Call of Duty: The outstanding mission of the Vanguard shows the other side of Stalingrad

I was about halfway through the activities in “Call of Duty: Pioneer”. So far, it has been carefully produced but not risky in various theaters of World War II. But one task stands out from the others. Called “Stalingrad Summer”, you will play the Russian sniper Polina Petrova (Polina Petrova) and participate in the bloodiest battle of World War II in a completely different way.

The summer in Stalingrad did not begin with the frozen Volga River, nor did it begin with a sharp attack on Pavlov’s former residence. Instead, it started with a cup of coffee, probably the best looking coffee I have ever seen in a video game. “Stalingrad Summer” opened in Paulina’s father’s apartment, where Paulina’s brother joined their quick brew, and then she went to the medical team deployed in the Red Army.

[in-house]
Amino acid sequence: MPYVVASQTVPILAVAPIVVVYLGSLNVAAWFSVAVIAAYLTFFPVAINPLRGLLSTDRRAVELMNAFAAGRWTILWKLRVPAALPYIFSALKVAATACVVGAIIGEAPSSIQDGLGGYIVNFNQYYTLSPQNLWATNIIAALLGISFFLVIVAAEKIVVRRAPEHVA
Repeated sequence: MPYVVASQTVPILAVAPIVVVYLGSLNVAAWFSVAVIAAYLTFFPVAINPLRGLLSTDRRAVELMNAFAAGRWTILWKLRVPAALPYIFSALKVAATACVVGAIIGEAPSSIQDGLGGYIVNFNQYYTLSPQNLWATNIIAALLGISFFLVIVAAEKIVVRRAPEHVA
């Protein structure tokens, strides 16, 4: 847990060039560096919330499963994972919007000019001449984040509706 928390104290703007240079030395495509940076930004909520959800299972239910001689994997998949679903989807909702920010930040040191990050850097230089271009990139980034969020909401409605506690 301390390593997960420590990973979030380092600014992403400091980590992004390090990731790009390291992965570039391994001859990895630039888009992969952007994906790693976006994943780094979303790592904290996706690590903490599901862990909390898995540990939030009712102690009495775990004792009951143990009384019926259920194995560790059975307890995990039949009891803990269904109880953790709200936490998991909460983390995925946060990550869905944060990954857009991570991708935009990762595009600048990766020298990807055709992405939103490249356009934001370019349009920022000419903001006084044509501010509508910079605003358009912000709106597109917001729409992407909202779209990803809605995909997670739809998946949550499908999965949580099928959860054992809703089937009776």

The atmosphere is cordial and warm, as if the Wehrmacht is on the other side of the world, rather than a few miles away on the outskirts of the city. The people of Stalingrad were confident in the Red Army’s ability to withstand any attack, so life went on almost as usual. When Polina left the apartment, walked out of the apartment, and saw the brightly colored facades of urban buildings illuminated by the sun, we had a better understanding of this normality. The women hung their washed clothes in the apartment hallway to dry, while a man tried in vain to push a brightly colored sofa up the stairs.

(Image source: Activision)

As someone who only saw Stalingrad portrayed as a gray battlefield of rubble, it is fascinating to see the color given to this city, and to glimpse (almost) everyday civilian life before the battle to turn the tide of war. shocked. I don’t know how true the pioneer’s portrayal of Russian urban life in the 1940s is-I think it carries a lot of artistic license.But in fact the game portrays the Russians as peopleIt is important in itself to consider sounds and unique personalities, rather than treating them as cannon fodder for the Red Army’s war machine.

The game portrays the Russian people as people with voices and unique personalities, rather than treating them as cannon fodder for the Red Army war machine